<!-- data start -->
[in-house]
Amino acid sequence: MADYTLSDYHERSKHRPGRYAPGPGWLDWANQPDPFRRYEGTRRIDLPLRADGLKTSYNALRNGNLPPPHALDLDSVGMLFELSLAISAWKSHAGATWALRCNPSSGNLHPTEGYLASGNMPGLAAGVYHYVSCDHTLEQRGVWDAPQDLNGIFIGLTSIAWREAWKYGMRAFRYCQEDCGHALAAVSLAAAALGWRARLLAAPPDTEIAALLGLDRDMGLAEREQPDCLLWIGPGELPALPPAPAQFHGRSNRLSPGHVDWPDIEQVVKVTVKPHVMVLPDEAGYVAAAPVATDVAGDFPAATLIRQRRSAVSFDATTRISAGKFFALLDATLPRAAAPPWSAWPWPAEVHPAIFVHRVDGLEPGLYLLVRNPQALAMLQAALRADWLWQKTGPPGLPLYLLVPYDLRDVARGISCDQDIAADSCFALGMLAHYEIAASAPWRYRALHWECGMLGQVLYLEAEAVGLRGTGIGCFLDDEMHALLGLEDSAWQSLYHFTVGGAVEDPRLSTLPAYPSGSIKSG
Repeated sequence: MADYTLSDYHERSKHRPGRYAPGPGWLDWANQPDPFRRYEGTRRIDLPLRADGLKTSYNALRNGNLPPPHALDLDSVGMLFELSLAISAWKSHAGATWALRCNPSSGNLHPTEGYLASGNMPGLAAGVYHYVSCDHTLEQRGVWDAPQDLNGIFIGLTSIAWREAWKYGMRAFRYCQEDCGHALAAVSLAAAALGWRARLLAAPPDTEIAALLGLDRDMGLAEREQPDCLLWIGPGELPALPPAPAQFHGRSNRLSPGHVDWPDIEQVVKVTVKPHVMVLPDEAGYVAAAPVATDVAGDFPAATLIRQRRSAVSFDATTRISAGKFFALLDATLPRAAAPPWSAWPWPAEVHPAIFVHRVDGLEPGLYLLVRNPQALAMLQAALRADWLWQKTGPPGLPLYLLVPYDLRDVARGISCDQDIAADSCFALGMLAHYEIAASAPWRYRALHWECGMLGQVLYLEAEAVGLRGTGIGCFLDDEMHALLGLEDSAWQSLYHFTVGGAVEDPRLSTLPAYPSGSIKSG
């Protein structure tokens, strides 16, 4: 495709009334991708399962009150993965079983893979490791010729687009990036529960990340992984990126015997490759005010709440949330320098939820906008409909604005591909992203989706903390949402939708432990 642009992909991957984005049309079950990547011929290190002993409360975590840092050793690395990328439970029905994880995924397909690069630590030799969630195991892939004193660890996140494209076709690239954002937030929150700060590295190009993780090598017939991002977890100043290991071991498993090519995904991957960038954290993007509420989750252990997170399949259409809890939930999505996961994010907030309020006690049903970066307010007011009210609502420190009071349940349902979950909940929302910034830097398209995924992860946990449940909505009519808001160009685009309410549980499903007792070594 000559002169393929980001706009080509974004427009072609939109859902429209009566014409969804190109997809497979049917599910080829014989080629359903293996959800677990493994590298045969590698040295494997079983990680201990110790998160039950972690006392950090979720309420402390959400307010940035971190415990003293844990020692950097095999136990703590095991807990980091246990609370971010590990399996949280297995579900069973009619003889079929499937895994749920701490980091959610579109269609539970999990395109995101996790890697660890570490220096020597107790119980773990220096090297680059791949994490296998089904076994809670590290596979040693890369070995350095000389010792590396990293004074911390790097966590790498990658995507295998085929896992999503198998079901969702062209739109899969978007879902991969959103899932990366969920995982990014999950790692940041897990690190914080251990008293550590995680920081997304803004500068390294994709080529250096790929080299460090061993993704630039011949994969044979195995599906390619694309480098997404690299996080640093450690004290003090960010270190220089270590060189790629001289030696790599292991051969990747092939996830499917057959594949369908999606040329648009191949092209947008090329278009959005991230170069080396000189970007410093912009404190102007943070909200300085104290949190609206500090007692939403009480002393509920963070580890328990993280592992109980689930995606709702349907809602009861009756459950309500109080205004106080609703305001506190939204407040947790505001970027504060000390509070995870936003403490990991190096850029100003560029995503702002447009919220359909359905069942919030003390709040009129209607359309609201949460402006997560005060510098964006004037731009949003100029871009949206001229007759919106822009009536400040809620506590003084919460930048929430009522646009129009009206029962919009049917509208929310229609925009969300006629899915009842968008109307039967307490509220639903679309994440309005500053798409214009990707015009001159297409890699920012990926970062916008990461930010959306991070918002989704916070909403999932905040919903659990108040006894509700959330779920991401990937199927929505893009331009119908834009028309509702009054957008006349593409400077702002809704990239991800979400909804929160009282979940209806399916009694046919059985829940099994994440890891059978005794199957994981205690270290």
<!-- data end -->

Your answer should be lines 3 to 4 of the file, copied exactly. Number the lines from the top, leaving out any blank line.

Repeated sequence: MADYTLSDYHERSKHRPGRYAPGPGWLDWANQPDPFRRYEGTRRIDLPLRADGLKTSYNALRNGNLPPPHALDLDSVGMLFELSLAISAWKSHAGATWALRCNPSSGNLHPTEGYLASGNMPGLAAGVYHYVSCDHTLEQRGVWDAPQDLNGIFIGLTSIAWREAWKYGMRAFRYCQEDCGHALAAVSLAAAALGWRARLLAAPPDTEIAALLGLDRDMGLAEREQPDCLLWIGPGELPALPPAPAQFHGRSNRLSPGHVDWPDIEQVVKVTVKPHVMVLPDEAGYVAAAPVATDVAGDFPAATLIRQRRSAVSFDATTRISAGKFFALLDATLPRAAAPPWSAWPWPAEVHPAIFVHRVDGLEPGLYLLVRNPQALAMLQAALRADWLWQKTGPPGLPLYLLVPYDLRDVARGISCDQDIAADSCFALGMLAHYEIAASAPWRYRALHWECGMLGQVLYLEAEAVGLRGTGIGCFLDDEMHALLGLEDSAWQSLYHFTVGGAVEDPRLSTLPAYPSGSIKSG
């Protein structure tokens, strides 16, 4: 495709009334991708399962009150993965079983893979490791010729687009990036529960990340992984990126015997490759005010709440949330320098939820906008409909604005591909992203989706903390949402939708432990 642009992909991957984005049309079950990547011929290190002993409360975590840092050793690395990328439970029905994880995924397909690069630590030799969630195991892939004193660890996140494209076709690239954002937030929150700060590295190009993780090598017939991002977890100043290991071991498993090519995904991957960038954290993007509420989750252990997170399949259409809890939930999505996961994010907030309020006690049903970066307010007011009210609502420190009071349940349902979950909940929302910034830097398209995924992860946990449940909505009519808001160009685009309410549980499903007792070594 000559002169393929980001706009080509974004427009072609939109859902429209009566014409969804190109997809497979049917599910080829014989080629359903293996959800677990493994590298045969590698040295494997079983990680201990110790998160039950972690006392950090979720309420402390959400307010940035971190415990003293844990020692950097095999136990703590095991807990980091246990609370971010590990399996949280297995579900069973009619003889079929499937895994749920701490980091959610579109269609539970999990395109995101996790890697660890570490220096020597107790119980773990220096090297680059791949994490296998089904076994809670590290596979040693890369070995350095000389010792590396990293004074911390790097966590790498990658995507295998085929896992999503198998079901969702062209739109899969978007879902991969959103899932990366969920995982990014999950790692940041897990690190914080251990008293550590995680920081997304803004500068390294994709080529250096790929080299460090061993993704630039011949994969044979195995599906390619694309480098997404690299996080640093450690004290003090960010270190220089270590060189790629001289030696790599292991051969990747092939996830499917057959594949369908999606040329648009191949092209947008090329278009959005991230170069080396000189970007410093912009404190102007943070909200300085104290949190609206500090007692939403009480002393509920963070580890328990993280592992109980689930995606709702349907809602009861009756459950309500109080205004106080609703305001506190939204407040947790505001970027504060000390509070995870936003403490990991190096850029100003560029995503702002447009919220359909359905069942919030003390709040009129209607359309609201949460402006997560005060510098964006004037731009949003100029871009949206001229007759919106822009009536400040809620506590003084919460930048929430009522646009129009009206029962919009049917509208929310229609925009969300006629899915009842968008109307039967307490509220639903679309994440309005500053798409214009990707015009001159297409890699920012990926970062916008990461930010959306991070918002989704916070909403999932905040919903659990108040006894509700959330779920991401990937199927929505893009331009119908834009028309509702009054957008006349593409400077702002809704990239991800979400909804929160009282979940209806399916009694046919059985829940099994994440890891059978005794199957994981205690270290």